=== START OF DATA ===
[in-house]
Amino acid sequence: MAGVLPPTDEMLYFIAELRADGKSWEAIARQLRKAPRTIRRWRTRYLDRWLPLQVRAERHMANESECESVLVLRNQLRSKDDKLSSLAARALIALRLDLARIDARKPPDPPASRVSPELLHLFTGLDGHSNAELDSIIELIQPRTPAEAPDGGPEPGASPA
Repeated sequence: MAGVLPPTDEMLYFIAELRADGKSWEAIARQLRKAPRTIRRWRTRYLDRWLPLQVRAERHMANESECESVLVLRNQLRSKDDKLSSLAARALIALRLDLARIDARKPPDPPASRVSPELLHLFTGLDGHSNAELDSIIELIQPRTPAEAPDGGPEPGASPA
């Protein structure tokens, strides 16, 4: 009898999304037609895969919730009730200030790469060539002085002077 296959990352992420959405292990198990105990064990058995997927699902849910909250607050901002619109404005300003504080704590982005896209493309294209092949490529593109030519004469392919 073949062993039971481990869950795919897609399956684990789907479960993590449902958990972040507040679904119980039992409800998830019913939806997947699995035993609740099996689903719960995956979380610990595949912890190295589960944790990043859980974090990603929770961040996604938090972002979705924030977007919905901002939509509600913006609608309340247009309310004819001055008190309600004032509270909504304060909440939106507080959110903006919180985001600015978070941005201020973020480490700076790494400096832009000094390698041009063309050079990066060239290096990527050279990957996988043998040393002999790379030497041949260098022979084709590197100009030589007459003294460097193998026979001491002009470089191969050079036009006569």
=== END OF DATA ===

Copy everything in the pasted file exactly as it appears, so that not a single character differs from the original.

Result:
[in-house]
Amino acid sequence: MAGVLPPTDEMLYFIAELRADGKSWEAIARQLRKAPRTIRRWRTRYLDRWLPLQVRAERHMANESECESVLVLRNQLRSKDDKLSSLAARALIALRLDLARIDARKPPDPPASRVSPELLHLFTGLDGHSNAELDSIIELIQPRTPAEAPDGGPEPGASPA
Repeated sequence: MAGVLPPTDEMLYFIAELRADGKSWEAIARQLRKAPRTIRRWRTRYLDRWLPLQVRAERHMANESECESVLVLRNQLRSKDDKLSSLAARALIALRLDLARIDARKPPDPPASRVSPELLHLFTGLDGHSNAELDSIIELIQPRTPAEAPDGGPEPGASPA
């Protein structure tokens, strides 16, 4: 009898999304037609895969919730009730200030790469060539002085002077 296959990352992420959405292990198990105990064990058995997927699902849910909250607050901002619109404005300003504080704590982005896209493309294209092949490529593109030519004469392919 073949062993039971481990869950795919897609399956684990789907479960993590449902958990972040507040679904119980039992409800998830019913939806997947699995035993609740099996689903719960995956979380610990595949912890190295589960944790990043859980974090990603929770961040996604938090972002979705924030977007919905901002939509509600913006609608309340247009309310004819001055008190309600004032509270909504304060909440939106507080959110903006919180985001600015978070941005201020973020480490700076790494400096832009000094390698041009063309050079990066060239290096990527050279990957996988043998040393002999790379030497041949260098022979084709590197100009030589007459003294460097193998026979001491002009470089191969050079036009006569």